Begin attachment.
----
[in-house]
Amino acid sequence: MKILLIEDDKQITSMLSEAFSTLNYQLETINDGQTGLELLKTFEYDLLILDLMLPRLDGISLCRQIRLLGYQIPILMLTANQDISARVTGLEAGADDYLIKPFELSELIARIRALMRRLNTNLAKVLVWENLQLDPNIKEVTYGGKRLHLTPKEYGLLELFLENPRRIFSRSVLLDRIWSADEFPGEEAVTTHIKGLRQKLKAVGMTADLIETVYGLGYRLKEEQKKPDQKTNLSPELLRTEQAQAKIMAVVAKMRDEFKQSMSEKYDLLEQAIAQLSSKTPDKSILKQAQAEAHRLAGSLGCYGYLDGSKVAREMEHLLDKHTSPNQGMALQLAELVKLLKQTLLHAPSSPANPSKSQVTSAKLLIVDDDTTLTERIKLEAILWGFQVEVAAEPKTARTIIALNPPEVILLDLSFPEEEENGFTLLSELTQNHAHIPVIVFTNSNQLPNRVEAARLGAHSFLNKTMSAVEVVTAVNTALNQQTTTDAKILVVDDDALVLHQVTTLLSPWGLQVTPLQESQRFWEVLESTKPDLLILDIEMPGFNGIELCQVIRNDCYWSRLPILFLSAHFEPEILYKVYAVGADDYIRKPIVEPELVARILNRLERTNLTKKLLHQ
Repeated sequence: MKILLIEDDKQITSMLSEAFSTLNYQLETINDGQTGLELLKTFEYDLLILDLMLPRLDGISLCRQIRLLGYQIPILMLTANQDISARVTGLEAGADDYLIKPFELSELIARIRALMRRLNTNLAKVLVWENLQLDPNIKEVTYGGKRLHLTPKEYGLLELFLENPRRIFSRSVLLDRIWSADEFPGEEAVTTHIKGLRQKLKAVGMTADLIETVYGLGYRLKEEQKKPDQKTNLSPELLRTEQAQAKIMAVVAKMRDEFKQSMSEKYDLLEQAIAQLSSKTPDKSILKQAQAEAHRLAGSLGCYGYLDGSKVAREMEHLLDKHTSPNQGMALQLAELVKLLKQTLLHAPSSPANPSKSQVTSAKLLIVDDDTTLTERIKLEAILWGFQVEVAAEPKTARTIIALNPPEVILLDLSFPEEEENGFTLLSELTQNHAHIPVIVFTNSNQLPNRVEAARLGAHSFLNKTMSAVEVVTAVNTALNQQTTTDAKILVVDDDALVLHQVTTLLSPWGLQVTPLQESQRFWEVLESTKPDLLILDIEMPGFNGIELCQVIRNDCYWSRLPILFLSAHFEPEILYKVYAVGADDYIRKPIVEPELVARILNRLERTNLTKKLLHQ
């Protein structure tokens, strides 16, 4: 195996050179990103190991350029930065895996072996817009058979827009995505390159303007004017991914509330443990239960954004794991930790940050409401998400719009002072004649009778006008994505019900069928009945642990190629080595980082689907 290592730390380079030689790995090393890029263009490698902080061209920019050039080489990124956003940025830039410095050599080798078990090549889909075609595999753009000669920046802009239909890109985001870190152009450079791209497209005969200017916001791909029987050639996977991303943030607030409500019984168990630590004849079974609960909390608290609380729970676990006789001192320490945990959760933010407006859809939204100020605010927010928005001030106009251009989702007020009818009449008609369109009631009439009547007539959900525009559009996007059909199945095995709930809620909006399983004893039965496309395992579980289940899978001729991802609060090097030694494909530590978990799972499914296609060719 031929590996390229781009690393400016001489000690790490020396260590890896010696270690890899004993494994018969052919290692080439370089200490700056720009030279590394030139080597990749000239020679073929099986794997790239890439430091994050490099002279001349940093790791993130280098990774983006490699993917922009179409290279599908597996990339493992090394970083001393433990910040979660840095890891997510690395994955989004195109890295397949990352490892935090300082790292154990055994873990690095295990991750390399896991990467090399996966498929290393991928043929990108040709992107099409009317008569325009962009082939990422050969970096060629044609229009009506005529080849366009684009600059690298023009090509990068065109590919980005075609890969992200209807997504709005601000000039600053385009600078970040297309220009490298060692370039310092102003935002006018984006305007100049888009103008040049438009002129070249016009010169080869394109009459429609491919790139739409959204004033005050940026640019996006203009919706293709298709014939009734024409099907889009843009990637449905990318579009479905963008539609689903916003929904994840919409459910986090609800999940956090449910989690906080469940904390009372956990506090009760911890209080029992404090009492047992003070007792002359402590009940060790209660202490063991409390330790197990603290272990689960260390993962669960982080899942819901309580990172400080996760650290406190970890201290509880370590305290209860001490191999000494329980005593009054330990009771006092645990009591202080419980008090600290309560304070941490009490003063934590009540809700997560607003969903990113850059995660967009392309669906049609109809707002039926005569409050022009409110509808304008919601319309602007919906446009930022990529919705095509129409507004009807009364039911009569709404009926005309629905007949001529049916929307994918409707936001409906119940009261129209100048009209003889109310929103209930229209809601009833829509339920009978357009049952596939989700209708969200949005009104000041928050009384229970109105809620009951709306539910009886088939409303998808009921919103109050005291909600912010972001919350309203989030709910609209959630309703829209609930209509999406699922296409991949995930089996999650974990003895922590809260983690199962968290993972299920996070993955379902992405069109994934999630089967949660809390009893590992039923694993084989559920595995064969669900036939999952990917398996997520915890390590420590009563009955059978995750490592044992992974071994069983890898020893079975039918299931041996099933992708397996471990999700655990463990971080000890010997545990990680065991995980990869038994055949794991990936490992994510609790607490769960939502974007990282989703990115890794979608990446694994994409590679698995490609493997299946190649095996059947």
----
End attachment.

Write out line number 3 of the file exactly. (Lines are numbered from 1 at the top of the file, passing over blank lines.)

Repeated sequence: MKILLIEDDKQITSMLSEAFSTLNYQLETINDGQTGLELLKTFEYDLLILDLMLPRLDGISLCRQIRLLGYQIPILMLTANQDISARVTGLEAGADDYLIKPFELSELIARIRALMRRLNTNLAKVLVWENLQLDPNIKEVTYGGKRLHLTPKEYGLLELFLENPRRIFSRSVLLDRIWSADEFPGEEAVTTHIKGLRQKLKAVGMTADLIETVYGLGYRLKEEQKKPDQKTNLSPELLRTEQAQAKIMAVVAKMRDEFKQSMSEKYDLLEQAIAQLSSKTPDKSILKQAQAEAHRLAGSLGCYGYLDGSKVAREMEHLLDKHTSPNQGMALQLAELVKLLKQTLLHAPSSPANPSKSQVTSAKLLIVDDDTTLTERIKLEAILWGFQVEVAAEPKTARTIIALNPPEVILLDLSFPEEEENGFTLLSELTQNHAHIPVIVFTNSNQLPNRVEAARLGAHSFLNKTMSAVEVVTAVNTALNQQTTTDAKILVVDDDALVLHQVTTLLSPWGLQVTPLQESQRFWEVLESTKPDLLILDIEMPGFNGIELCQVIRNDCYWSRLPILFLSAHFEPEILYKVYAVGADDYIRKPIVEPELVARILNRLERTNLTKKLLHQ